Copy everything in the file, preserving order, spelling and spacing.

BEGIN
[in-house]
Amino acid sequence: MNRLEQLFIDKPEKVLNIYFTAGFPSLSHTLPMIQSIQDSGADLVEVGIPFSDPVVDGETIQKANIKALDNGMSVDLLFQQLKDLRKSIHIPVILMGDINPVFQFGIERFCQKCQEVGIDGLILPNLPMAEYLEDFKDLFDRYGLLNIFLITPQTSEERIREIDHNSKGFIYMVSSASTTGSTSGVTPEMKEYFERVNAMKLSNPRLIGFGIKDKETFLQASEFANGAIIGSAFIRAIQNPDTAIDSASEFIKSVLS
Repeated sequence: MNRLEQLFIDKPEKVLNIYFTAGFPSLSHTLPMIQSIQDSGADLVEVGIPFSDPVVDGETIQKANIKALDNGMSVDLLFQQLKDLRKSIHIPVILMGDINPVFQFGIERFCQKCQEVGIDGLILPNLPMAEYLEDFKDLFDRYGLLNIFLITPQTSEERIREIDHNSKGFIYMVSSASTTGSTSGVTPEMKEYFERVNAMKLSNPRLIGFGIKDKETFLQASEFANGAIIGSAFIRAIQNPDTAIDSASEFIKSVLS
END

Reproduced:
[in-house]
Amino acid sequence: MNRLEQLFIDKPEKVLNIYFTAGFPSLSHTLPMIQSIQDSGADLVEVGIPFSDPVVDGETIQKANIKALDNGMSVDLLFQQLKDLRKSIHIPVILMGDINPVFQFGIERFCQKCQEVGIDGLILPNLPMAEYLEDFKDLFDRYGLLNIFLITPQTSEERIREIDHNSKGFIYMVSSASTTGSTSGVTPEMKEYFERVNAMKLSNPRLIGFGIKDKETFLQASEFANGAIIGSAFIRAIQNPDTAIDSASEFIKSVLS
Repeated sequence: MNRLEQLFIDKPEKVLNIYFTAGFPSLSHTLPMIQSIQDSGADLVEVGIPFSDPVVDGETIQKANIKALDNGMSVDLLFQQLKDLRKSIHIPVILMGDINPVFQFGIERFCQKCQEVGIDGLILPNLPMAEYLEDFKDLFDRYGLLNIFLITPQTSEERIREIDHNSKGFIYMVSSASTTGSTSGVTPEMKEYFERVNAMKLSNPRLIGFGIKDKETFLQASEFANGAIIGSAFIRAIQNPDTAIDSASEFIKSVLS